Numerous agencies are working to conserve the snow leopard and its threatened mountain ecosystems. These include the Snow Leopard Trust, the Snow Leopard Conservancy, the Snow Leopard Network, the Cat Specialist Group and the Panthera Corporation. These groups and numerous national governments from the snow leopard’s range, nonprofits and donors from around the world recently worked together at the 10th International Snow Leopard Conference in Beijing. Their focus on research, community programs in snow leopard regions, and education programs are aimed at understanding the cat’s needs, as well as the needs of the villagers and herder communities affecting snow leopards’ lives and habitat.
POPULATION AND PROTECTED AREAS
The total wild population of the snow leopard was estimated at 4,510 to 7,350 individuals. Many of these estimates are rough and outdated.
In 1972, the International Union for Conservation of Nature (IUCN) placed the snow leopard on its Red List of Threatened Species as globally “Endangered”; the same threat category was applied in the assessment conducted in 2008.
There are also approximately 600 snow leopards in zoos around the world including at zoo d’Amnéville, France, National zoo in Washington DC and others. The snow leopard is highly elusive and an exact count is hard to come by. There are believed to be fewer than 7,000 in the wild and these numbers continue to decline. Snow leopards are symbols for the wild places they inhabit. As a top predator, their presence is an important indicator of the health of their environment.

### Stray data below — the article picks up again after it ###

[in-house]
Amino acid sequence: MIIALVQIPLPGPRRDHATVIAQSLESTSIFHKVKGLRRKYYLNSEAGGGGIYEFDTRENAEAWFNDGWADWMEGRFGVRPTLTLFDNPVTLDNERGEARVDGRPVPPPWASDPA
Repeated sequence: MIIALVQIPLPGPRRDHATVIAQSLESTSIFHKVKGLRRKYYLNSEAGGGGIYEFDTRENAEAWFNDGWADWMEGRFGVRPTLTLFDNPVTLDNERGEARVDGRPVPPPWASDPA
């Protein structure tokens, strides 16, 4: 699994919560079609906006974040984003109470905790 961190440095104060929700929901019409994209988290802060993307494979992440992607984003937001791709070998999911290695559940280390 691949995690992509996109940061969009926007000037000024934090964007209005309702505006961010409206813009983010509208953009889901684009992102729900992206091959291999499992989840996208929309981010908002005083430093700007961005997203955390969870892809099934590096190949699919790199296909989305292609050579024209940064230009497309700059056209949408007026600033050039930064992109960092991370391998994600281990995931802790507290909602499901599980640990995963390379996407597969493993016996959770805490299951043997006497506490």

The snow leopard (Uncia uncia) Distribution Map world wide.
We send you our warmest wishes to all Nations of the world as you celebrate the Easter holiday.
As you celebrate this important holiday with your friends and family, may you reflect on the values of charity, compassion and tolerance that have served us well in the United States, a country which enjoys great religious diversity.
We urge you to enjoy the Easter festival responsibly and to exercise caution especially on the road.
We wish you and your loved ones a safe and happy Easter!
from Reform Sasscer Movement for Prince George’s County
As human beings, some of us have been giving a lot of thought to Nelson Mandela in the aftermath of his death in December 2013. The media was abuzz about him and some people were wondering which individual African or another person from a different race would fill his shoes. Which world leader would be the new Nelson Mandela.
Well, many of us have read a lot about Mandela and see him as a reluctant celebrity. When you read some of his quotes, you get this impression. He did not think what he did was amazing and he just wanted to spend time with his family; something very normal husband and fathers do.
“Everyone can rise above their circumstances and achieve success if they are dedicated to and passionate about what they do and have a fundamental concern for others. There is no passion to be found playing small — in settling for a life that is less than the one you are capable of living.” – Nelson Mandela
As indicated above, With the passing of Nobel Peace Prize winner Nelson Mandela at age 95, one of the world’s greatest icons is lost; but his legacy of leadership remains. He started a movement that positively affected, encouraged, and motivated millions. He inspired and helped others to help themselves.